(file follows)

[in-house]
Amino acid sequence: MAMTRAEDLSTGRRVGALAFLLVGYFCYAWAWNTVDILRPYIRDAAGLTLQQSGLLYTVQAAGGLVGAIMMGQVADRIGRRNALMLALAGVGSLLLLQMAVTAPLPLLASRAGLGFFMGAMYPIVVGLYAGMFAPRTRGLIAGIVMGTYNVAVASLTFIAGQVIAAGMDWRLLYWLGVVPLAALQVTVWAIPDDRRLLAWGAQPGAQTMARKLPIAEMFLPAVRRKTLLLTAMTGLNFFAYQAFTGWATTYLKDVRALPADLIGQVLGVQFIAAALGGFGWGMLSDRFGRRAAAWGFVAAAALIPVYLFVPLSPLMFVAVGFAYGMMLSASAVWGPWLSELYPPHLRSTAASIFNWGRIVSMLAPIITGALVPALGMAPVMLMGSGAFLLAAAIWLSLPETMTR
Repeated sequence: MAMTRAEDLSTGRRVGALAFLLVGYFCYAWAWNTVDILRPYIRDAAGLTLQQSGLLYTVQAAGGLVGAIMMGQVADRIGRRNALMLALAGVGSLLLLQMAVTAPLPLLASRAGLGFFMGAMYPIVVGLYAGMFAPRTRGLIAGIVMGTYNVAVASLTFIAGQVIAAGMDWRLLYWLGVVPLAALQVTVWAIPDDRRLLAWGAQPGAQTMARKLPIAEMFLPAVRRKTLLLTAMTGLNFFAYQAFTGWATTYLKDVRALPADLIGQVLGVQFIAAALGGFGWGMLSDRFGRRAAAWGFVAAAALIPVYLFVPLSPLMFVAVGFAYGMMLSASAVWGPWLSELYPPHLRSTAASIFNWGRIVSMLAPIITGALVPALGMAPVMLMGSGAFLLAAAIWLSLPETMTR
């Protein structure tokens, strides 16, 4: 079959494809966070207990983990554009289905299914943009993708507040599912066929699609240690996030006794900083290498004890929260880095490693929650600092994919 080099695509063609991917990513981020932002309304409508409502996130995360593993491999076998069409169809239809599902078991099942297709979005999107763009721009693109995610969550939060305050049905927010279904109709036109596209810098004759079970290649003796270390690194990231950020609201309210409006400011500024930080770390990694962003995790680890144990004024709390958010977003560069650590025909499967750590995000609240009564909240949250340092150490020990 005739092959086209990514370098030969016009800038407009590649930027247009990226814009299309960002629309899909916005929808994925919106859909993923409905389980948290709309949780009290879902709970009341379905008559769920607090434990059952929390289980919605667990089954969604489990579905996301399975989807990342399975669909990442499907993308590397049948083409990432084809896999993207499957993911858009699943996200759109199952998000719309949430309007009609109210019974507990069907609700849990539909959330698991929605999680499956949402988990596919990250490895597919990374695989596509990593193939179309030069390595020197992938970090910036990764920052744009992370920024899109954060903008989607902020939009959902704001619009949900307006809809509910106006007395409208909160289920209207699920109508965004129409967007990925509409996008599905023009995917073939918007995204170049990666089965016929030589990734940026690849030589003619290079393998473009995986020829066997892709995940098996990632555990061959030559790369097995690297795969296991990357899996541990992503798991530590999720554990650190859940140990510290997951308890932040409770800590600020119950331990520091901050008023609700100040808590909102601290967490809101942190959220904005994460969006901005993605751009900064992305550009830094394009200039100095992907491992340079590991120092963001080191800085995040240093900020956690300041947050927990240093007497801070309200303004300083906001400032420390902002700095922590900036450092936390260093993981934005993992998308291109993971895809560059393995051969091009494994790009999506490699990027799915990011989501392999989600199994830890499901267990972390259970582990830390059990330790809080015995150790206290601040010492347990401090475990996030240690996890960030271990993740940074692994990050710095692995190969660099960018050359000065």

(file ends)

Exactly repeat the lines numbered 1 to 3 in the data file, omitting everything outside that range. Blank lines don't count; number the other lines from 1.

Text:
[in-house]
Amino acid sequence: MAMTRAEDLSTGRRVGALAFLLVGYFCYAWAWNTVDILRPYIRDAAGLTLQQSGLLYTVQAAGGLVGAIMMGQVADRIGRRNALMLALAGVGSLLLLQMAVTAPLPLLASRAGLGFFMGAMYPIVVGLYAGMFAPRTRGLIAGIVMGTYNVAVASLTFIAGQVIAAGMDWRLLYWLGVVPLAALQVTVWAIPDDRRLLAWGAQPGAQTMARKLPIAEMFLPAVRRKTLLLTAMTGLNFFAYQAFTGWATTYLKDVRALPADLIGQVLGVQFIAAALGGFGWGMLSDRFGRRAAAWGFVAAAALIPVYLFVPLSPLMFVAVGFAYGMMLSASAVWGPWLSELYPPHLRSTAASIFNWGRIVSMLAPIITGALVPALGMAPVMLMGSGAFLLAAAIWLSLPETMTR
Repeated sequence: MAMTRAEDLSTGRRVGALAFLLVGYFCYAWAWNTVDILRPYIRDAAGLTLQQSGLLYTVQAAGGLVGAIMMGQVADRIGRRNALMLALAGVGSLLLLQMAVTAPLPLLASRAGLGFFMGAMYPIVVGLYAGMFAPRTRGLIAGIVMGTYNVAVASLTFIAGQVIAAGMDWRLLYWLGVVPLAALQVTVWAIPDDRRLLAWGAQPGAQTMARKLPIAEMFLPAVRRKTLLLTAMTGLNFFAYQAFTGWATTYLKDVRALPADLIGQVLGVQFIAAALGGFGWGMLSDRFGRRAAAWGFVAAAALIPVYLFVPLSPLMFVAVGFAYGMMLSASAVWGPWLSELYPPHLRSTAASIFNWGRIVSMLAPIITGALVPALGMAPVMLMGSGAFLLAAAIWLSLPETMTR